About half of the 12 million school-age children in the country went to school. More white children attended school than black children; more native-born Americans attended school than immigrant children. Children in rural areas began classes after the harvest in December, and ended classes before the spring planting in March. While children on farms generally received less education than urban children, the growing numbers of poor urban children forced to work rather than go to school reduced the enrollment rates in cities as well College education was not prevalent in the United States in the Civil War period.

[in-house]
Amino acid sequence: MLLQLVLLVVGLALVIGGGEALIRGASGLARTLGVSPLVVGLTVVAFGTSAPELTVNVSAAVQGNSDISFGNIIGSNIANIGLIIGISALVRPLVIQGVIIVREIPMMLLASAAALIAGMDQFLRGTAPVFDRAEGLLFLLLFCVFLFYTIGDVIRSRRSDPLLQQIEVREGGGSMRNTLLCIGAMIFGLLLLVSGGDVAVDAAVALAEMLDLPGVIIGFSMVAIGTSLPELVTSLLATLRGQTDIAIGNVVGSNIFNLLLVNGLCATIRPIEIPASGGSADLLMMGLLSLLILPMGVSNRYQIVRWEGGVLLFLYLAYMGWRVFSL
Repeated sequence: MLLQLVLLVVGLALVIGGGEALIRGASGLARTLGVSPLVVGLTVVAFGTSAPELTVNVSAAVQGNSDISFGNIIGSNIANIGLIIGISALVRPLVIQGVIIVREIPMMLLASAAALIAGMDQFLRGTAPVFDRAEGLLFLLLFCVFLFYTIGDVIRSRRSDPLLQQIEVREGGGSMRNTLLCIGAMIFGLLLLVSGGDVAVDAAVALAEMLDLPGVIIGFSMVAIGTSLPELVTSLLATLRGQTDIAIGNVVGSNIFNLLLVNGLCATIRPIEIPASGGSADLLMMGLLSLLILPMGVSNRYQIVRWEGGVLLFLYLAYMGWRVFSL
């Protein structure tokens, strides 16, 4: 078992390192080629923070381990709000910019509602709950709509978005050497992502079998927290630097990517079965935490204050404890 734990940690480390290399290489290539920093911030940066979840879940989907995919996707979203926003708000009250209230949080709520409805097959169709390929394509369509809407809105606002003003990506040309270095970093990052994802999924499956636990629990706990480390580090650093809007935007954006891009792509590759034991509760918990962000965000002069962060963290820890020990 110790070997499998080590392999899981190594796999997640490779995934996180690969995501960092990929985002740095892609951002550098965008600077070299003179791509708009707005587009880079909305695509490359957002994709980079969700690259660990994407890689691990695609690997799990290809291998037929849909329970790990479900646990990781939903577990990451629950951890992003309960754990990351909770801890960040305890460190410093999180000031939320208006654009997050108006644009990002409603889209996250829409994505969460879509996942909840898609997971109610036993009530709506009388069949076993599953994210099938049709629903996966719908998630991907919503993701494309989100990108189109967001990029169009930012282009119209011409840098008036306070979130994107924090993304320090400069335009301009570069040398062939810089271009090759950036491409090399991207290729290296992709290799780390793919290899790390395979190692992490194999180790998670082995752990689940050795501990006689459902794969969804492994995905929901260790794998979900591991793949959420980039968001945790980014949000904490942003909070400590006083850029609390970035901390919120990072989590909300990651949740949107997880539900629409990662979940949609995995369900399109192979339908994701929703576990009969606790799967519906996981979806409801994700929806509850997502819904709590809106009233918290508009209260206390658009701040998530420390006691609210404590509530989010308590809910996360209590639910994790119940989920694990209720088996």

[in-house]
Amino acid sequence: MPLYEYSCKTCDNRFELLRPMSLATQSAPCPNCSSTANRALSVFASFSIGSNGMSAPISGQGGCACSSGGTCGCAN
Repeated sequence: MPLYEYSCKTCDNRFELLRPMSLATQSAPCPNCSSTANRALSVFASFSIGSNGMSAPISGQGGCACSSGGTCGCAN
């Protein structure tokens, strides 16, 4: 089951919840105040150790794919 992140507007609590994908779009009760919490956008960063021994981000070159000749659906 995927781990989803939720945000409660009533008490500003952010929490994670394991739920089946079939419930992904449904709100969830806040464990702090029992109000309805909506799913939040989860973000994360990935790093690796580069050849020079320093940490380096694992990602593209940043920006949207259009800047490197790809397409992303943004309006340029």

Most Americans worked on farms, on which the technology was simple and experience was a better guide than school learning. Even teachers, doctors and lawyers did not need to have a college degree. Apprenticeship was a more common way of learning the skills needed for professions such as medicine, law and business. While there were about 500 colleges and universities in the United States in 1870, there were only 50,000 students and about 5,000 faculty members. While curricula gradually broadened beyond the somewhat antiquated regiment of a "classical" education, entrance requirements became more challenging. Nevertheless, few colleges educated their students beyond today's high school level. College students were often still in their mid-teens, and most professors used few educational methods beyond recitation. Students interested in studying engineering or other such technical fields usually sought an appointment to the US Military Academy at West Point, which provided the best education in such a field.